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Golden Gate Bridge Suicide Project 2010 07

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Sedona Summer Institute Presentation

Sedona Summer Institute Presentation


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  • Suicides - Golden Gate Bridge:

    Problems in society. Take advantage of the 13 emergency buttons?
    No, people need to be there for each other. Survivors of suicide attempt: remorse during takeoff. Causes of suicide: mental health problems through drugs. Drugs to compensate for psychological problems. New literature: 'The dead at Fort Point', aavaa Publishing, 2013.

    Golden Gate Bridge: Wonderful World of statics and landmarks. Also remember the California gold rush in 1848 - 54 Prospectors traveled from the 'Golden Gate' in the direction of Auburn, Grass Valley and Sacramento. Many German. Literature. 'Gold of the Sierra Nevada, publishing aavaa,, 2012.
    ----------------------------------
    Selbstmorde - Golden Gate Bridge:

    Probleme in der Gesellschaft. Profitieren Sie von der 13 Notfall-Buttons?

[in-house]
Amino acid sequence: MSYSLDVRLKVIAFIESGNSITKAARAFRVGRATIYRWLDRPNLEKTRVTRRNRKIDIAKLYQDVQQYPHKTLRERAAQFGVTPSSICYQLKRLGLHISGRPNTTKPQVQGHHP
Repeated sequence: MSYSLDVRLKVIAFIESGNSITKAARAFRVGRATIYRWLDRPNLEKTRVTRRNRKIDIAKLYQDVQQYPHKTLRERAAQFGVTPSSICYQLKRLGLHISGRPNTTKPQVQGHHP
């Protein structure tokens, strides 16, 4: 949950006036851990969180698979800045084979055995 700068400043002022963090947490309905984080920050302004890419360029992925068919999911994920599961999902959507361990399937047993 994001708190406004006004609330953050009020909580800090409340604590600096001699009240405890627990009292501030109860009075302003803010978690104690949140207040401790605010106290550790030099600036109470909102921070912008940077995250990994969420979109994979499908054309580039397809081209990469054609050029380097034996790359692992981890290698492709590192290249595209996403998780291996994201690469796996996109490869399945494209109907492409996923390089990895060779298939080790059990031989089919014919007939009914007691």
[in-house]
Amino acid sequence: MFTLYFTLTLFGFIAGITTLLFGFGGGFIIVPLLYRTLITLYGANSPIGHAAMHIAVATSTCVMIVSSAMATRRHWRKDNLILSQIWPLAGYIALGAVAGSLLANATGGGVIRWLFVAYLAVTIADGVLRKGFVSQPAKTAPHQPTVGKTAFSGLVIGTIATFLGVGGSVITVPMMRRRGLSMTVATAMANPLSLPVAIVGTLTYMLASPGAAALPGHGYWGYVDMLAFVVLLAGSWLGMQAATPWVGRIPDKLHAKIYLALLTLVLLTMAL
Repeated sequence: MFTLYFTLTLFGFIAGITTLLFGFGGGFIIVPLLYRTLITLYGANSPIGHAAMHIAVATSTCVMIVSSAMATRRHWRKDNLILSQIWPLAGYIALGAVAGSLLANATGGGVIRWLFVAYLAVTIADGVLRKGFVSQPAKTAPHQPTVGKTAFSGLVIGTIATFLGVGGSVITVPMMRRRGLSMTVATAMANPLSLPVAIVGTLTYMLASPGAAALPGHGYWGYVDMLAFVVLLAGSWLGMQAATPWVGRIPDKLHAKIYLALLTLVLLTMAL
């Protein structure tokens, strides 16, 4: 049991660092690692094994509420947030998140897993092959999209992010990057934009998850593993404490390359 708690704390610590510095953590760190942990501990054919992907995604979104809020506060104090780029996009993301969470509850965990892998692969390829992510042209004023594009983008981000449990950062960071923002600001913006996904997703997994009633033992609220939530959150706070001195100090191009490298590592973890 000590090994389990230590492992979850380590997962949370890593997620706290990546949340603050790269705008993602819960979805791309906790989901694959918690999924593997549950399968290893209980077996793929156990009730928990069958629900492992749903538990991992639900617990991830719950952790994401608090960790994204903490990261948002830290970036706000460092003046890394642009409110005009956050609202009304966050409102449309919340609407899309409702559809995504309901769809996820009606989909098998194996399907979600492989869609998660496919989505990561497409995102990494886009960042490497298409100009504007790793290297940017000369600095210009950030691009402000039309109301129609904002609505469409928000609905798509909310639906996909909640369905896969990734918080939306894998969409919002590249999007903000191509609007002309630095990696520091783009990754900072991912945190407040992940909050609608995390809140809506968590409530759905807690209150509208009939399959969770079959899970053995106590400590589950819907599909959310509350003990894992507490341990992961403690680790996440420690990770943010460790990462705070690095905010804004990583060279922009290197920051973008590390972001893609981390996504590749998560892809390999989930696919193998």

Nein, die Leute müssen füreinander da sein. Überlebende Suizidversuch: Reue während Absprung. Wer die Toten sah, konnte oft mit Erfolg psychisch therapiert werden: sehr schlimme Verletzungen auch durch Meerestiere.
    Ursachen Suizid auch in anderen Ländern: psychische Probleme durch Drogen. Drogen zur Kompensation psychischer Probleme. Literatur neu: 'Die Toten am Fort Point', Verlag AAVAA, 2013.
    Golden Gate Bridge: Wunderwelt der Statik und Wahrzeichen. Gedenken auch zum Kalifornischen Goldrausch 1848 - 54. Goldsucher reisten vom 'Golden Gate' in Richtung Auburn, Grass Valley oder Sacramento. Auch viele Deutsche. Literatur.: 'Das Gold der Sierra Nevada, Verlag AAVAA, 2012.
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  • Everyone can be saved. Every death can be prevented.
  • Suicidal mind is at war…
  • Transcript

    • 1. Listening to the Lessons of the Golden Gate Bridge
      Version 1.0
      Developing a Comprehensive Suicide Deterrent Strategy for those with Serious Mental Illness
      July 2010
      David W. Covington, LPC, MBA
      Chief of Adult Services
      dwcovington@magellanhealth.com
      1
    • 2. What we used to think…
    • 3. What we know today…
      Ambivalence
    • 4. 2010
      2006
      2005
      2003
      1990
      1978
      1975
    • 5. 2010
      2006
      2005
      2003
      1990
      1978
      1975
    • 6. 2010
      2006
      2005
      2003
      1990
      1978
      1975
    • 7. 2010
      2006
      2005
      2003
      1990
      1978
      1975
    • 8. 2010
      2006
      2005
      2003
      1990
      1978
      1975
    • 9. 2010
      2006
      2005
      2003
      1990
      1978
      1975